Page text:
European equities are on a roll as emerging market economies falter. While there may be setbacks along the way, managers tell Paul Burgin where they expect to see further gains.
The IMA Europe ex UK sector rose almost 30% in the year to the end of August as investors re-evaluated their stance on the continent’s beleaguered economies.
The sector has pulled ahead of its UK All Companies, Global and Global Emerging Markets counterparts as Asian and emerging market sentiment has dipped.
European special situations, recovery and value strategies have done particularly well as out-of-favour sectors, such as automobiles and financials, have benefited most from the improved outlook.
Where next for the European rally?
Although managers think more gains are to be had, they caution that selectivity is vital. Volatility and corrections will interrupt the pace of further rises in European stock values.
John Bennett, head of European equities at Henderson, does not mince his words. He has been urging investors back into European equities for a while, confident that cash-generative Europe-listed firms at low valuations will provide solid returns for investors as confidence picks up. But he also warns about beta investment strategies as a correction looms in the short term.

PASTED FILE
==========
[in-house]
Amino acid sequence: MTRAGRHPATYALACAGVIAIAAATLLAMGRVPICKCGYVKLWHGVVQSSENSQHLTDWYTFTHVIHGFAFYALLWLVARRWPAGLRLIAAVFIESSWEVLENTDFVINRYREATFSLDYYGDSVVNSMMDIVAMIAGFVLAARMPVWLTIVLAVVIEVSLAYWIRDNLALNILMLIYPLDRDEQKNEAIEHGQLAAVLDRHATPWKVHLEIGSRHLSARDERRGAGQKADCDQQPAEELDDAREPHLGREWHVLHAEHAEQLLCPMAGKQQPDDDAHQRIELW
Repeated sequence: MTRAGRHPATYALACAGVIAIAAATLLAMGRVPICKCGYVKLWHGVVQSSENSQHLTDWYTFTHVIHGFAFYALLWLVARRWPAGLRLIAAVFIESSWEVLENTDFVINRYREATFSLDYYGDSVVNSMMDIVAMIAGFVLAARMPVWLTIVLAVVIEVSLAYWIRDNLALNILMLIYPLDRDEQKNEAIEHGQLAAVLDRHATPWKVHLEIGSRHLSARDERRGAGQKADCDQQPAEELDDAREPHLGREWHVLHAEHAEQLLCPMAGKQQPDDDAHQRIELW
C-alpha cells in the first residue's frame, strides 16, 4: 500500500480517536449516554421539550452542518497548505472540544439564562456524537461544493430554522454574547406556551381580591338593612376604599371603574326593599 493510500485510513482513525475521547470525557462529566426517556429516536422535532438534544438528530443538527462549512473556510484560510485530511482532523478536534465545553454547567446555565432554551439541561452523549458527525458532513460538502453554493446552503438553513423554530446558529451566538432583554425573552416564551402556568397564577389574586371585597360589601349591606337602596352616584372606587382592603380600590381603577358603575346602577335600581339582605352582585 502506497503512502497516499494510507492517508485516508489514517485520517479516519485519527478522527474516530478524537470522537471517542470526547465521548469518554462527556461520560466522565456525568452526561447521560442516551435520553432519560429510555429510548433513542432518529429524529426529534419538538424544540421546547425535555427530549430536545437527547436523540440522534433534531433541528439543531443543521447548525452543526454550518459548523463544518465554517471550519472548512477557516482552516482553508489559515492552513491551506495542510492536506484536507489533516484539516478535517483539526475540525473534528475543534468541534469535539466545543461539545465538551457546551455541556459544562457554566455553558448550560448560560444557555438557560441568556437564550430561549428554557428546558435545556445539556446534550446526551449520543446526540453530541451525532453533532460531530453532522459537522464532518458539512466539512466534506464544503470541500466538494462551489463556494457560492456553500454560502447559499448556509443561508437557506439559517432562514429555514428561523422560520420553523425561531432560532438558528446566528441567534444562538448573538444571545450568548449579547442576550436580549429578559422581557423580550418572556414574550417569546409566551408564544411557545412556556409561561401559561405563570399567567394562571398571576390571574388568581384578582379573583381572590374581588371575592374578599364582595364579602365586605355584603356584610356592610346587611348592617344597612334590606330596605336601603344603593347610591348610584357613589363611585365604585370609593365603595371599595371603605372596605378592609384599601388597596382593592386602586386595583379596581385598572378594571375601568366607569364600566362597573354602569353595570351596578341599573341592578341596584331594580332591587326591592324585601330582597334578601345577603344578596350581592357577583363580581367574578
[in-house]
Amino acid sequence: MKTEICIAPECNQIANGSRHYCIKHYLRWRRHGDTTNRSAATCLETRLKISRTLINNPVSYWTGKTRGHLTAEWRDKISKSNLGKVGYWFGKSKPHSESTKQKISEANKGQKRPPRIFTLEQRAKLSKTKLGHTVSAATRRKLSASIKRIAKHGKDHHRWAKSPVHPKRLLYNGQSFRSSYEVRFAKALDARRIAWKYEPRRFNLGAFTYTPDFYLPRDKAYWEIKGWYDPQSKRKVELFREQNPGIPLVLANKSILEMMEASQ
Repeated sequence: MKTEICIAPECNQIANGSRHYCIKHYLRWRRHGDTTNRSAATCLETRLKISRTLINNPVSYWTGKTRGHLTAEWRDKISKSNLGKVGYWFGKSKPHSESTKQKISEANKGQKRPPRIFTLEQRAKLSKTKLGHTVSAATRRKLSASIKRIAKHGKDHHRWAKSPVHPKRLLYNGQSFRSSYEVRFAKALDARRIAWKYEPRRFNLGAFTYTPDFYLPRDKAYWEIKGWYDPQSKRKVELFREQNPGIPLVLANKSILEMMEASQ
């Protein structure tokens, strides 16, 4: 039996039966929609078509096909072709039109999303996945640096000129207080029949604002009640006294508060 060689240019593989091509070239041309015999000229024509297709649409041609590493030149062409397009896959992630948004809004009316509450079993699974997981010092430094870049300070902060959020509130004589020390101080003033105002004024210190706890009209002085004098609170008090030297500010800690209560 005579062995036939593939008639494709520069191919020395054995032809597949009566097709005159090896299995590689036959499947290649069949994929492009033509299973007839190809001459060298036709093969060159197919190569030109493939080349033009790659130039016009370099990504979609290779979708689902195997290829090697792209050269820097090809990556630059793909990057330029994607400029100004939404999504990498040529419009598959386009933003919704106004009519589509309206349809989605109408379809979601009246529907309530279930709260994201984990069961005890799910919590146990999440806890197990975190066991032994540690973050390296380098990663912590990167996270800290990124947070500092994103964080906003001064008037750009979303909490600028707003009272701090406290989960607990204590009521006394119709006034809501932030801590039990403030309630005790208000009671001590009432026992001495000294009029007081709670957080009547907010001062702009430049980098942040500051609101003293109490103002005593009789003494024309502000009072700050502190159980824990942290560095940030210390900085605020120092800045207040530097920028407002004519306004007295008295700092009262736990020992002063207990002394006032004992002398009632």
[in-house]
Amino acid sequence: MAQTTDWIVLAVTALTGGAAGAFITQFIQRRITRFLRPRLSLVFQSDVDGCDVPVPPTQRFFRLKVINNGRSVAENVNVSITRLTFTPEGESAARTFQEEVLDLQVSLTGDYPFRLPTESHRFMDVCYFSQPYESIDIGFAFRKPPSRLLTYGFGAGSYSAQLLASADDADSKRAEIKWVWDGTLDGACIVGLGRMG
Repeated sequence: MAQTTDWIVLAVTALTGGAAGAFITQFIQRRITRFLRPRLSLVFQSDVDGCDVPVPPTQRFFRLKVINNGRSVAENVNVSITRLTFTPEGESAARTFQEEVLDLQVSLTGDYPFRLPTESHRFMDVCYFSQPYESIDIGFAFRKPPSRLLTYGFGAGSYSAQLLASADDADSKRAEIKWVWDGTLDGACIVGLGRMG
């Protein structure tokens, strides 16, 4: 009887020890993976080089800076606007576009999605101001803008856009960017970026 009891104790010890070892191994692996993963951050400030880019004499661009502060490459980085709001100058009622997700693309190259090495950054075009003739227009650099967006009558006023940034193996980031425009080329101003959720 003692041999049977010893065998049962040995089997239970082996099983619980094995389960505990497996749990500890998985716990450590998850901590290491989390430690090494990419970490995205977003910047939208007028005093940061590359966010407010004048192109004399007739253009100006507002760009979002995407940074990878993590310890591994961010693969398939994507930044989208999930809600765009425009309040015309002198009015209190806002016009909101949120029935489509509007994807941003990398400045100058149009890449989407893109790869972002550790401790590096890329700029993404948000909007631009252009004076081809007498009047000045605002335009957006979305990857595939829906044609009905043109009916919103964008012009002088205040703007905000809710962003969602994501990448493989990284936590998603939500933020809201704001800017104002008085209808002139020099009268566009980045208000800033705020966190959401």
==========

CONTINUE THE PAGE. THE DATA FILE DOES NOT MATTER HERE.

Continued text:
“It is most important to distinguish between two different time horizons. Long term, I am convinced that this will be the decade of European equities outperforming American and emerging market equities. However, while valuations were mouth-wateringly tempting in June 2012 when the macro picture looked hellish, they have risen sharply since then.
"I am quite conscious that valuations are very different from where they were last year. We are building up to a bit of a sell-off,” he says.
Jonathan Ingram, co-manager of the JPMorgan Europe Dynamic ex UK fund, is also optimistic. The next five years could deliver impressive gains although the course and pace is hard to predict.
“Overall, we are positive on European markets. They have rallied over 100% since 2009. Current valuation levels have, historically, indicated 10% annualised returns over the next five years. That is very attractive against any other asset class,” says Ingram.
Yet he too is less certain about how smooth that annualised 10% return could be.
“It depends on how quickly people reallocate to Europe. Syria, the German elections and other uncertainties may make investors hold off. But if you wait too long, you will have missed the rewards,” he says.
His fund is currently tilted towards cyclicals with strong fundamentals. He likes automakers, such as Volkswagen and BMW, which remain cheap on valuations of 9x earnings. But he is not convinced the whole sector is in good shape. The likes of Peugeot and Fiat continue to struggle in sluggish home markets.
Many Europe ex UK funds have boosted returns by betting heavily on the continent’s banking sector. Mario Draghi’s “whatever it takes” speech caused shares in even the weakest of banks to rise. Ingram has taken a more cautious approach to financials.
This article continues…
Cautious, Balanced & Dynamic Growth
Cowardly, boring or sensible
Latest news and analysis
‘Most significant’ upgrade since launch
Changes happening over coming months